Submitted to: Immunology Letters
Publication Type: Peer Reviewed Journal
Publication Acceptance Date: 12/14/2000
Publication Date: 3/1/2001
Citation: Schuschke, D.A., Saari, J.T., Miller, F.N. 2001. Leukocyte-endothelial adhesion is impaired in the cremaster muscle microcirculation of the copper-deficient rat. Immunology Letters. 76:139-144.
Interpretive Summary: Various aspects of immune function are altered by dietary copper deficiency. Immune cells (leukocytes) circulating in the blood are reduced in number, their structure is altered and their ability to kill invading bacteria is reduced. The purpose of this study was to examine the effect of dietary copper deficiency on the ability of circulating leukocytes to attach to blood vessel walls, a necessary precursor to their penetration into tissue to attack invading organisms. Initial transient interactions (rolling) and subsequent firm attachments (sticking) of leukocytes to vessel walls are caused by increased production of adhesion molecules in response to tissue inflammation or bacterial invasion. Microscopic observation revealed that the numbers of both rolling and sticking leukocytes on vessel walls in response to inflammatory chemicals were reduced in the circulation of copper-deficient rats. This finding suggests impaired production of adhesion molecules and indicates another mechanism whereby immune response is reduced in copper deficiency.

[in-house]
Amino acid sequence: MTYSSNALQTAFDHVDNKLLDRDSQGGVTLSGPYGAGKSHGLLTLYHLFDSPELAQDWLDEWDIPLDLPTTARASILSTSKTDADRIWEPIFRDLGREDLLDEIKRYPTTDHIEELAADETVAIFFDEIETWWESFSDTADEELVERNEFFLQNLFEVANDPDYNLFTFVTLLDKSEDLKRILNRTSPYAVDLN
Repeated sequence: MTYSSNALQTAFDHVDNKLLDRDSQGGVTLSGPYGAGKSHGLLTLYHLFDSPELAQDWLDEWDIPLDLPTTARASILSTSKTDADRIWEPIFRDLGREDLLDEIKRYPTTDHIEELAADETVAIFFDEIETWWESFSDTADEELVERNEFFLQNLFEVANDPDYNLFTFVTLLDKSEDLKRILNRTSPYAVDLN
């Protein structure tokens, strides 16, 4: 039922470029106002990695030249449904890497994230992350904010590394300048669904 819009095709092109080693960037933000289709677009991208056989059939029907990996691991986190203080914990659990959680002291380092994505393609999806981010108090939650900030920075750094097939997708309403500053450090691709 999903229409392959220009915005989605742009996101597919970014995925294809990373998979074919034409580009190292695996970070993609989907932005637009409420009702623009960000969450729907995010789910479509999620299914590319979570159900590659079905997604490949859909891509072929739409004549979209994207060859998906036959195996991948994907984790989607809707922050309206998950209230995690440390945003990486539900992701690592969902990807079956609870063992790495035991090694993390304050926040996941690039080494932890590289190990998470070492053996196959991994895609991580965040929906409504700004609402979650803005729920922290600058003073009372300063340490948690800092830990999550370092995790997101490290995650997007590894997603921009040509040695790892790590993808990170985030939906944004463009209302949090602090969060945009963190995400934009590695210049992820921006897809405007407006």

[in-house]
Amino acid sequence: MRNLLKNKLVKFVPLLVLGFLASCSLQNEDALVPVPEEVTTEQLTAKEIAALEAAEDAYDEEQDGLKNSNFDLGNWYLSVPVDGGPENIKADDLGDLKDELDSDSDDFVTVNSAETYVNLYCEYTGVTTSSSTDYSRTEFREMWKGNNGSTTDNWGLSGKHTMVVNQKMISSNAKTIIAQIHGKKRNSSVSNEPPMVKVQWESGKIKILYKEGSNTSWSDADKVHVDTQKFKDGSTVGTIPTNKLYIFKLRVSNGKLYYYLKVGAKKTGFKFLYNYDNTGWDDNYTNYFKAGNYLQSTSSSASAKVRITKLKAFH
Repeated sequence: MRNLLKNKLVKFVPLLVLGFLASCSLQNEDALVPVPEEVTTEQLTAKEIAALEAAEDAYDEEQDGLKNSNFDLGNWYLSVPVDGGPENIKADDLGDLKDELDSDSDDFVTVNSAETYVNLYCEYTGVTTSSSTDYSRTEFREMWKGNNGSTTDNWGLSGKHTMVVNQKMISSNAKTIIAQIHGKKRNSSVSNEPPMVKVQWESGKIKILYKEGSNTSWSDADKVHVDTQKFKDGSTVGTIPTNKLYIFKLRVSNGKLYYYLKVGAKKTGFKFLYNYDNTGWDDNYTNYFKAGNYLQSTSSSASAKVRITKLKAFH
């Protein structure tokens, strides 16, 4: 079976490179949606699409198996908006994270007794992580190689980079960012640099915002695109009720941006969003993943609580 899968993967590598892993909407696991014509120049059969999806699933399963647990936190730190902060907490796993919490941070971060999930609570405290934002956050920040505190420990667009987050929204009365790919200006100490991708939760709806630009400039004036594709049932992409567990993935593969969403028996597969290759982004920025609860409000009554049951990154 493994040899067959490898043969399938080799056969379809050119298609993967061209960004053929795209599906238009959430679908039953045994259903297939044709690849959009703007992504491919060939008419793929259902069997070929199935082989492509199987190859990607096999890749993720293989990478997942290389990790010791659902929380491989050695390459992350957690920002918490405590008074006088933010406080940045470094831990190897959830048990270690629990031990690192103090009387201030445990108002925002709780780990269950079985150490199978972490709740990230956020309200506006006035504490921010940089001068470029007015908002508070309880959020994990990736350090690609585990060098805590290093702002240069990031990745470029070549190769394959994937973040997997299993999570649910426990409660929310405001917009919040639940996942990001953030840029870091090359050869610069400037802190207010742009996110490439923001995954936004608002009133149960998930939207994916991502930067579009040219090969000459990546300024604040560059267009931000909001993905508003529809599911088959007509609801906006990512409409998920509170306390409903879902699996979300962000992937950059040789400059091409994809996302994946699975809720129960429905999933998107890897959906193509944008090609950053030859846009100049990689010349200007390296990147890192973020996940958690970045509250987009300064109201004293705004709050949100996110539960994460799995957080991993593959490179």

Technical Abstract: Dietary copper deficiency impairs the function of both the vascular endothelium and circulating leukocytes. In the current study, leukocyte- endothelium adhesion was observed in the in vivo cremaster muscle microcirculation of copper-adequate and copper-deficient rats. Male, weanling Sprague-Dawley rats were fed purified diets that were either adequate (5.6 ug/g) or deficient (0.3 ug/g) in copper. Adhesion was stimulated with the inflammatory mediators TNF-alpha and bradykinin and the chemotactic peptide N-formyl-methionyl-leucyl-phenylalanine (fMLP). Intravascular adhesion of leukocytes to the vascular endothelium was significantly attenuated in the copper-deficient group in response to all three agonists. These results occurred without any difference in intravascular wall shear rate between the dietary groups. Based on previous work, we propose that the attenuated response is caused by either decreased expression of adhesion molecules on leukocytes and endothelial cells or by inhibition of the endothelial cell calcium signaling associated with copper deficiency.